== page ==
Export (0) Print
Expand All

Translation rules in Lync Server 2013

 

Topic Last Modified: 2012-10-05

Lync Server 2013 Enterprise Voice requires that all dial strings be normalized to E.164 format for the purpose of performing reverse number lookup (RNL). In Microsoft Lync Server 2010, translation rules are supported only for called numbers. New in Microsoft Lync Server 2013, translation rules are also supported for calling numbers. The trunk peer (that is, the associated gateway, private branch exchange (PBX), or SIP trunk) may require that numbers be in a local dialing format. To translate numbers from E.164 format to a local dialing format, you can define one or more translation rules to manipulate the request URI before you route it to the trunk peer. For example, you could write a translation rule to remove +44 from the beginning of a dial string and replace it with 0144.

By performing outbound route translation on the server, you can reduce the configuration requirements on each individual trunk peer in order to translate phone numbers into a local dialing format. When you plan which gateways, and how many gateways, to associate with a specific Mediation Server cluster, it may be useful to group trunk peers with similar local dialing requirements. This can reduce the number of required translation rules and the time it takes to write them.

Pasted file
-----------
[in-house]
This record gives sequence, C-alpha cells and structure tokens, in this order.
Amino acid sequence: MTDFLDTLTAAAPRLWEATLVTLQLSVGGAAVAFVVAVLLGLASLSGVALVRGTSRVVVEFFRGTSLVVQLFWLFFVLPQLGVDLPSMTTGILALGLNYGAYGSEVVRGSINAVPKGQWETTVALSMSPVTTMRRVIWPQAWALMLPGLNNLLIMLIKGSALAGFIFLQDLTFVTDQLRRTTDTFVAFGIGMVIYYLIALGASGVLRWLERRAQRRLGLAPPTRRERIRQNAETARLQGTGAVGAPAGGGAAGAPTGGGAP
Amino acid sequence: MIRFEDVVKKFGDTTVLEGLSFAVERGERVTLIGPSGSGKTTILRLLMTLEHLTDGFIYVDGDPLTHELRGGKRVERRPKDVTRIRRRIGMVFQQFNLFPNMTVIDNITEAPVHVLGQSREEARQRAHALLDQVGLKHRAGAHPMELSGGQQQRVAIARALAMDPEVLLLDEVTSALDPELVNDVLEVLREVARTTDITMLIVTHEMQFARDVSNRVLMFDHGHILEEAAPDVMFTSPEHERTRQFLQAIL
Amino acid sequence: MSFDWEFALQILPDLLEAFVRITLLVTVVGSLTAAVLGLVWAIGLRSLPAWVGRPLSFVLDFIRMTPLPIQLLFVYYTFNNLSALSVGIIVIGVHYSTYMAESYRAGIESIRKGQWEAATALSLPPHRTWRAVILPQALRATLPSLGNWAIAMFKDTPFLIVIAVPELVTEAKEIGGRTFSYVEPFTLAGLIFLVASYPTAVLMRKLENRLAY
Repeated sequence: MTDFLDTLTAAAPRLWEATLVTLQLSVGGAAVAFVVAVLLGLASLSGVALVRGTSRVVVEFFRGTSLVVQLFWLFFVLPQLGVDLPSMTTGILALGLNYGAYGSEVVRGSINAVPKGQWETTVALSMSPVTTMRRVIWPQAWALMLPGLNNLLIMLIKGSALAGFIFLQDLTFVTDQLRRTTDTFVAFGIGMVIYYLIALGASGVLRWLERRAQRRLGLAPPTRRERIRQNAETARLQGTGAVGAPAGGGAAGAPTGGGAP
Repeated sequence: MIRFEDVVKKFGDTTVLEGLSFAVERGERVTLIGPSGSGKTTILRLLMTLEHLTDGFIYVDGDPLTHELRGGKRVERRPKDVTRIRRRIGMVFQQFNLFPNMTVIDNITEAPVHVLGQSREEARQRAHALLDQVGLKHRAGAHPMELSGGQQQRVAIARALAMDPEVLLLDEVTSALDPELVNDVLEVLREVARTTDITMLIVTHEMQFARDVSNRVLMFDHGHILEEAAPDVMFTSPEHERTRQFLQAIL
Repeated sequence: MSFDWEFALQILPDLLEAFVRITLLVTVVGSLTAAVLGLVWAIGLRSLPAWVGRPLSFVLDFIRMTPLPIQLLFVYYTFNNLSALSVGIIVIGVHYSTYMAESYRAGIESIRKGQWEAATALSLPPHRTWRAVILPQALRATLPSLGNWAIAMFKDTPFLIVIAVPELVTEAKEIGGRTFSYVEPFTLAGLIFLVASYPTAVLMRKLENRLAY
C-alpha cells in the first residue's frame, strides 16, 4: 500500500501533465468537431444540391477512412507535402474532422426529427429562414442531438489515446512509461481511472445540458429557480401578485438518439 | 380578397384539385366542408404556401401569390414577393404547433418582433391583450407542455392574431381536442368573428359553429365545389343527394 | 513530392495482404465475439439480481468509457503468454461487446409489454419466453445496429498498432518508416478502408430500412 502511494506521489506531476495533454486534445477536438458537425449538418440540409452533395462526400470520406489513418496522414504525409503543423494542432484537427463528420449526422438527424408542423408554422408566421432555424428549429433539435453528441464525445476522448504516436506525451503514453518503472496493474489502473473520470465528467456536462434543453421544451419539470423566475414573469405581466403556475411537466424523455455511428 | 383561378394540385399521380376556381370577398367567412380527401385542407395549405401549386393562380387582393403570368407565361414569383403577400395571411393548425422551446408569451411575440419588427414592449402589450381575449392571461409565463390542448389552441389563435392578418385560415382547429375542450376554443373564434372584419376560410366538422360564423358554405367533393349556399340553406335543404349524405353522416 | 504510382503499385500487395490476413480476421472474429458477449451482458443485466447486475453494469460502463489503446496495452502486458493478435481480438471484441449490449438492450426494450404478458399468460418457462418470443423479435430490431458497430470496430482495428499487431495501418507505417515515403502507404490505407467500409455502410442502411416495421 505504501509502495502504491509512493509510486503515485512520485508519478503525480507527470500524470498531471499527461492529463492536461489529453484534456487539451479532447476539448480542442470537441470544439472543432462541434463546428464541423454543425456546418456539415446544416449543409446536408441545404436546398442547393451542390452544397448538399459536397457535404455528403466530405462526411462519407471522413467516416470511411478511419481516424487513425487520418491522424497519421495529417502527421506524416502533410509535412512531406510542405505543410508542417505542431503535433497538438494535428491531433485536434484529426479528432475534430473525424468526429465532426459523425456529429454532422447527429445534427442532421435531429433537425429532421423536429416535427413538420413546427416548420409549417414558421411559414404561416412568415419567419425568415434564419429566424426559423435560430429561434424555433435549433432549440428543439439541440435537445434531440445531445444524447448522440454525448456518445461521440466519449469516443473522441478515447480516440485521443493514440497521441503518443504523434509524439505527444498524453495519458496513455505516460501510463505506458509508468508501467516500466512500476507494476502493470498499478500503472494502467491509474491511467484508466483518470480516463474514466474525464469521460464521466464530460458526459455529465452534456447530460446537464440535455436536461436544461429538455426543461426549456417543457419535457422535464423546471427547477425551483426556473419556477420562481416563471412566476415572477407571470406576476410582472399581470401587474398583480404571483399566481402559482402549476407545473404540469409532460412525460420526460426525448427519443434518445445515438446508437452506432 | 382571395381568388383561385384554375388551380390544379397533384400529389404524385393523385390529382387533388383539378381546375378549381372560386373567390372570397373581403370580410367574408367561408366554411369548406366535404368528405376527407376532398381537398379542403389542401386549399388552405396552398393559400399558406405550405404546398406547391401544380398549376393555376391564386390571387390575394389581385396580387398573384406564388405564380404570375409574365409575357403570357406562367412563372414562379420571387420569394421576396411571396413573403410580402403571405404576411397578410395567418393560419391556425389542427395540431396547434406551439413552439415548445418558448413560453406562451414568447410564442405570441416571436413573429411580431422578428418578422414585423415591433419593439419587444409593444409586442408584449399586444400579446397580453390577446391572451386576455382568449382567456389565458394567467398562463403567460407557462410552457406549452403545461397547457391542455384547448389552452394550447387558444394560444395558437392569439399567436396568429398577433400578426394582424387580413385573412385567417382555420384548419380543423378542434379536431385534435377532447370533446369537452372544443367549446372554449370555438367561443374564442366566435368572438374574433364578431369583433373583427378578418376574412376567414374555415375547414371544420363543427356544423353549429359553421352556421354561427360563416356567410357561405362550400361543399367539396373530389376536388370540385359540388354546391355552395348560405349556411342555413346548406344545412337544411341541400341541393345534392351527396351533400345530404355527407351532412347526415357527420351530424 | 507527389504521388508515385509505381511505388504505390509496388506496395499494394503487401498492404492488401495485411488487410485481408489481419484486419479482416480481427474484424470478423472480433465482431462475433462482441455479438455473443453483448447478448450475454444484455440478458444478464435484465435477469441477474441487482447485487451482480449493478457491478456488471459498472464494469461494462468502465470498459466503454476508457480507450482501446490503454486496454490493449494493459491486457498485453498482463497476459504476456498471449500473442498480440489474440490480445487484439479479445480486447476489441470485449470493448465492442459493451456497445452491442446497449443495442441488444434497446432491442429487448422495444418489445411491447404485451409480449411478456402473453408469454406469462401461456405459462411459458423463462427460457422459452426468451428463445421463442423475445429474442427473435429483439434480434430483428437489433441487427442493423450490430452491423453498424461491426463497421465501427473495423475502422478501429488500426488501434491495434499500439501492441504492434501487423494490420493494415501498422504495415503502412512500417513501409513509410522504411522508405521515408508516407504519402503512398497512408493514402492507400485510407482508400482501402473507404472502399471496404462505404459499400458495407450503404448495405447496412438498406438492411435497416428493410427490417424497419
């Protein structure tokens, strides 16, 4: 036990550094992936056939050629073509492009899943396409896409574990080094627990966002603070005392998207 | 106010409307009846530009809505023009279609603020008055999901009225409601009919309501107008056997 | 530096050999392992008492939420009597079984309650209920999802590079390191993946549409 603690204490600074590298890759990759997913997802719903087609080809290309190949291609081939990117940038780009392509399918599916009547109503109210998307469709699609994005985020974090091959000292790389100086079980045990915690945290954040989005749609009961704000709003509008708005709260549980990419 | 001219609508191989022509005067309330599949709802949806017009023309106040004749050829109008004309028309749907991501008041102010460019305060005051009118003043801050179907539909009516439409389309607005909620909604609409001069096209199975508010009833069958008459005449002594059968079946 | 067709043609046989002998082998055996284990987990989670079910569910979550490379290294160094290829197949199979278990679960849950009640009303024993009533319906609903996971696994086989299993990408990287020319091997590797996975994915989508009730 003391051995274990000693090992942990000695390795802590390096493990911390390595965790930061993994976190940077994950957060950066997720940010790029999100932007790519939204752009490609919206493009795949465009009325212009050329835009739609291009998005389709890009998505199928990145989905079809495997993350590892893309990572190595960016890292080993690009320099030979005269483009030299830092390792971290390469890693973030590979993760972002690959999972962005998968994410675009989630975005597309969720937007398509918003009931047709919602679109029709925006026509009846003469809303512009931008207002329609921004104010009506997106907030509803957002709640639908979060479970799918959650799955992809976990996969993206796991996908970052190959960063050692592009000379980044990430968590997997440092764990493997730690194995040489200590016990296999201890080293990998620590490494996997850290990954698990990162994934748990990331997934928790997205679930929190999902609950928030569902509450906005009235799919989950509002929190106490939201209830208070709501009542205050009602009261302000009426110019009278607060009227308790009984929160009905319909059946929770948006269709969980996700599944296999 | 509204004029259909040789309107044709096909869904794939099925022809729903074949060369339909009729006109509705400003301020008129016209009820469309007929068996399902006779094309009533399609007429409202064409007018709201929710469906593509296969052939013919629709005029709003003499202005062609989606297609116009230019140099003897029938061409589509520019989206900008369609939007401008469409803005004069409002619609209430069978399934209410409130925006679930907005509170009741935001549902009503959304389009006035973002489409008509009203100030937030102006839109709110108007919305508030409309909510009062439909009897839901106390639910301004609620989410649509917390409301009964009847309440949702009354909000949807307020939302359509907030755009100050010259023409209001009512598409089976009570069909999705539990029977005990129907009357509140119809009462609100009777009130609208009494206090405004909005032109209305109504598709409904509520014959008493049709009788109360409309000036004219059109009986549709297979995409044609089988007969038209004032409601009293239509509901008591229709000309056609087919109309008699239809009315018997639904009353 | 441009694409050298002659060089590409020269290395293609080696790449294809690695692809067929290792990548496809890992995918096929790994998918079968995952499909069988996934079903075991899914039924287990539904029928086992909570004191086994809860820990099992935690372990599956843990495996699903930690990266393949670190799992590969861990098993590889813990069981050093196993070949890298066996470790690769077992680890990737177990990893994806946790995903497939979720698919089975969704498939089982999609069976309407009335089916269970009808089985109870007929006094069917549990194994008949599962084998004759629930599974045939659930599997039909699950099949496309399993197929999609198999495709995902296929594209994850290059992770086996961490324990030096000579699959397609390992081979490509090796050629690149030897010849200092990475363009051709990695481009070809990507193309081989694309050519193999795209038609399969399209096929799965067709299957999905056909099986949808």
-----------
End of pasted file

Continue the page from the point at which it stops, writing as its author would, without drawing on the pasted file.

importantImportant:
Associating one or more translation rules with an Enterprise Voice trunk configuration should be used as an alternative to configuring translation rules on the trunk peer. Do not associate translation rules with an Enterprise Voice trunk configuration if you have configured translation rules on the trunk peer, because the two rules might conflict.

The following examples of translation rules show how you can develop rules on the server to translate numbers from E.164 format to a local format for the trunk peer.

For details about how to implement translation rules, see Defining translation rules in Lync Server 2013 in the Deployment documentation.

 

Description Starting Digits Length Digits to Remove Digits to Add Matching Pattern Translation Example

Conventional long-distance dialing in U.S.

(strip out the ‘+’)

+1

Exactly 12

1

0

^\+(1\d{10})$

$1

+14255551010 becomes 14255551010

U.S. international long-distance dialing

(strip out ‘+’ and add 011)

+

At least 11

1

011

^\+(\d{9}\d+)$

011$1

+441235551010 becomes 011441235551010

 
Was this page helpful?
(1500 characters remaining)
Thank you for your feedback
Show:
© 2014 Microsoft